#022 Living on a Spectrum

The Intentional Hulk

About a month ago, I was diagnosed with autism spectrum disorder. For about two months before my diagnosis, I pretty much knew. For about twenty years before my diagnosis, I suspected.

I couldn’t be diagnosed when I was young because, back then, people had a very narrow view of what it meant to be autistic, and it didn’t include girls or the types of traits autistic girls usually manifest. On top of that, no one was paying any attention to me, even though I very clearly had something going on.

Ever since I realized I was probably autistic, I’ve been wrestling with this question: Do I tell people about it?

photo by Pierre Bamin

But, let’s face it. With me, the answer is always yes. You might call it inappropriate oversharing. I call it living authentically.

At first, I was really eager to announce it to the world. I finally had an explanation for my weirdness! People might finally forgive me for my past social faux pas!

I never really knew how to behave in social situations, so I copied other people. I didn’t know that it wasn’t normal to do that, but it’s why I went undiagnosed for so long.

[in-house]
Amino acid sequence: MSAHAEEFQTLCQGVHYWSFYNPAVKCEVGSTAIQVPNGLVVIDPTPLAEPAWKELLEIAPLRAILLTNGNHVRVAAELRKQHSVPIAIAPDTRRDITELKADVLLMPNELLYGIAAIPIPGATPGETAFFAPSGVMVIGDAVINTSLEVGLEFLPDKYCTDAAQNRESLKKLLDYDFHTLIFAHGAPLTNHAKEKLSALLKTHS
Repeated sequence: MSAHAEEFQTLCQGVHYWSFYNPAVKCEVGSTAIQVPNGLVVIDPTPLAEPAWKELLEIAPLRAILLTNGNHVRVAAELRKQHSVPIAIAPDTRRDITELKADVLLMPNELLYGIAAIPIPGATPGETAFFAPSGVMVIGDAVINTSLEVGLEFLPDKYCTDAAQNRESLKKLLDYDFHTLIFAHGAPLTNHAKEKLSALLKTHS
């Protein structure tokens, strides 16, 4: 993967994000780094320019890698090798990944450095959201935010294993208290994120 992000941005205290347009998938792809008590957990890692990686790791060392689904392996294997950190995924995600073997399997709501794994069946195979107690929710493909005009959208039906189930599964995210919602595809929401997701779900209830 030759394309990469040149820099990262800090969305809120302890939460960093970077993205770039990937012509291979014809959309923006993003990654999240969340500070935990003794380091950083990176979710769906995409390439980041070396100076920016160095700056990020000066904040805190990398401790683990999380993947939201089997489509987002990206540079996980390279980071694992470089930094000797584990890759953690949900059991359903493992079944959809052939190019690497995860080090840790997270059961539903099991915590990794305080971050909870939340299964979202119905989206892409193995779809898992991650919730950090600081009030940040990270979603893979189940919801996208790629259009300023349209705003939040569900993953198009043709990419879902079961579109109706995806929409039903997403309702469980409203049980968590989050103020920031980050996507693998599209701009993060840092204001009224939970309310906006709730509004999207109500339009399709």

With a lot of effort, I’m capable of passing as neurotypical. In fact, I was so capable, I’d fooled myself. I even modeled “normal” to myself when I was alone because I wanted so much to fit in.

After several years of trial and error, I mostly did ok. Sometimes, I copied the wrong person (like, they were an asshole or something), applied a copied phrase or behavior inappropriately, or let my autistic point of view out when it should’ve stayed in.

It’s just not possible to get everything right every time, and it was always devastating when I knew I’d messed up.

I also have sensory processing differences. Certain sounds, smells, bright lights, and textures trigger something in my brain that makes them completely unbearable.

(There are also certain sounds, smells, etc. that I find exceptionally pleasant and soothing, but I’m not complaining about those.)

Neurotypical people have preferences, but for me, this isn’t about preference, it’s about survival. It’s highly contextual, but there are times when I can’t function on a basic level because my environment is making me physically ill.